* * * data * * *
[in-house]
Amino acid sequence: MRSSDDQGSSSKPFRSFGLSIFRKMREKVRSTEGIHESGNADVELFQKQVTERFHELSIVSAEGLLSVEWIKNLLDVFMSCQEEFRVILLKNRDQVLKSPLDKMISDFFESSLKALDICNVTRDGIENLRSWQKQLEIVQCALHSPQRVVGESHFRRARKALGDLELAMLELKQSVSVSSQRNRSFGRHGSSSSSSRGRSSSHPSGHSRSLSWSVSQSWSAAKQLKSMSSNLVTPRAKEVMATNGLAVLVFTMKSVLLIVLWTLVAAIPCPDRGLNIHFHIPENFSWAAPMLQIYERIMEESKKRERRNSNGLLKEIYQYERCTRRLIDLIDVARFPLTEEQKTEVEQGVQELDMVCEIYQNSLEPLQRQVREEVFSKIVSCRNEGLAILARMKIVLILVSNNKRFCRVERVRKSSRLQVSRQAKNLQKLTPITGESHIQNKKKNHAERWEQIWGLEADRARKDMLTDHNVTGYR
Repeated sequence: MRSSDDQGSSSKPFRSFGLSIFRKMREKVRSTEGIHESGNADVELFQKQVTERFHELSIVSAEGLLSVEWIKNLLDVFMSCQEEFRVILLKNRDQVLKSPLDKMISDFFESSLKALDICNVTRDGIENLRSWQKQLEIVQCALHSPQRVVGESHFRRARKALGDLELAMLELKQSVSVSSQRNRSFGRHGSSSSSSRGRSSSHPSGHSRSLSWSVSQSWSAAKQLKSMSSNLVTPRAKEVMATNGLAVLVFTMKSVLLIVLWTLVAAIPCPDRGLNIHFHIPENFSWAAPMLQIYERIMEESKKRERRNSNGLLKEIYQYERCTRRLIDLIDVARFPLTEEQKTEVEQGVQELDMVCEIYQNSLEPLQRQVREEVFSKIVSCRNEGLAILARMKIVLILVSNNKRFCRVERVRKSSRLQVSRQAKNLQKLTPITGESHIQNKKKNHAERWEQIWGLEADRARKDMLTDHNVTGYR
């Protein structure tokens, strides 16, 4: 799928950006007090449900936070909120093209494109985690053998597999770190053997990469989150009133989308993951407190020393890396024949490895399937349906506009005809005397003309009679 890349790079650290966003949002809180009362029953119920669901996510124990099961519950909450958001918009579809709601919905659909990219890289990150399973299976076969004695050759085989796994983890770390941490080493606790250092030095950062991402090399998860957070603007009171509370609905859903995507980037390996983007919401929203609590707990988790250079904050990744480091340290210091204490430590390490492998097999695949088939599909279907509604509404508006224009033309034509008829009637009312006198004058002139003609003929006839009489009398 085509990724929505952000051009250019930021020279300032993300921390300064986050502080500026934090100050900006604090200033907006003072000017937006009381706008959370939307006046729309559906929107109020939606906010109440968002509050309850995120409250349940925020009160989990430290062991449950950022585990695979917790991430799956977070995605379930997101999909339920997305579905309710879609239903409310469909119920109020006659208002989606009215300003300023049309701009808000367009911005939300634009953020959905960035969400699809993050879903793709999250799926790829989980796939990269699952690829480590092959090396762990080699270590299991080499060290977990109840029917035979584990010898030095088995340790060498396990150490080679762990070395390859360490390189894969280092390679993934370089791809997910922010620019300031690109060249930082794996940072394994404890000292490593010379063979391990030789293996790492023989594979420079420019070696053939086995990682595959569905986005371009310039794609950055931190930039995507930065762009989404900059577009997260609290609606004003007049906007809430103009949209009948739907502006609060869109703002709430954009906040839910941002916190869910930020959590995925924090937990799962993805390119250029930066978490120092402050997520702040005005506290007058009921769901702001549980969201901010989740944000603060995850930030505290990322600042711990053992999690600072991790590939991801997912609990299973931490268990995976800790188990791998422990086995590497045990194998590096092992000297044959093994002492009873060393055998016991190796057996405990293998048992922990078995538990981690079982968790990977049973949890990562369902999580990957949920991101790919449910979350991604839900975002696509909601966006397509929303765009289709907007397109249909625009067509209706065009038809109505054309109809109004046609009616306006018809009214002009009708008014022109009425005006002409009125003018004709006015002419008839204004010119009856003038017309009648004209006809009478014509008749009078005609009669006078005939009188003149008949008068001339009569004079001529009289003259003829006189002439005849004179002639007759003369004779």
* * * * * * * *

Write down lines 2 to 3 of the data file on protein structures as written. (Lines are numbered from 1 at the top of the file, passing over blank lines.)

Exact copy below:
Amino acid sequence: MRSSDDQGSSSKPFRSFGLSIFRKMREKVRSTEGIHESGNADVELFQKQVTERFHELSIVSAEGLLSVEWIKNLLDVFMSCQEEFRVILLKNRDQVLKSPLDKMISDFFESSLKALDICNVTRDGIENLRSWQKQLEIVQCALHSPQRVVGESHFRRARKALGDLELAMLELKQSVSVSSQRNRSFGRHGSSSSSSRGRSSSHPSGHSRSLSWSVSQSWSAAKQLKSMSSNLVTPRAKEVMATNGLAVLVFTMKSVLLIVLWTLVAAIPCPDRGLNIHFHIPENFSWAAPMLQIYERIMEESKKRERRNSNGLLKEIYQYERCTRRLIDLIDVARFPLTEEQKTEVEQGVQELDMVCEIYQNSLEPLQRQVREEVFSKIVSCRNEGLAILARMKIVLILVSNNKRFCRVERVRKSSRLQVSRQAKNLQKLTPITGESHIQNKKKNHAERWEQIWGLEADRARKDMLTDHNVTGYR
Repeated sequence: MRSSDDQGSSSKPFRSFGLSIFRKMREKVRSTEGIHESGNADVELFQKQVTERFHELSIVSAEGLLSVEWIKNLLDVFMSCQEEFRVILLKNRDQVLKSPLDKMISDFFESSLKALDICNVTRDGIENLRSWQKQLEIVQCALHSPQRVVGESHFRRARKALGDLELAMLELKQSVSVSSQRNRSFGRHGSSSSSSRGRSSSHPSGHSRSLSWSVSQSWSAAKQLKSMSSNLVTPRAKEVMATNGLAVLVFTMKSVLLIVLWTLVAAIPCPDRGLNIHFHIPENFSWAAPMLQIYERIMEESKKRERRNSNGLLKEIYQYERCTRRLIDLIDVARFPLTEEQKTEVEQGVQELDMVCEIYQNSLEPLQRQVREEVFSKIVSCRNEGLAILARMKIVLILVSNNKRFCRVERVRKSSRLQVSRQAKNLQKLTPITGESHIQNKKKNHAERWEQIWGLEADRARKDMLTDHNVTGYR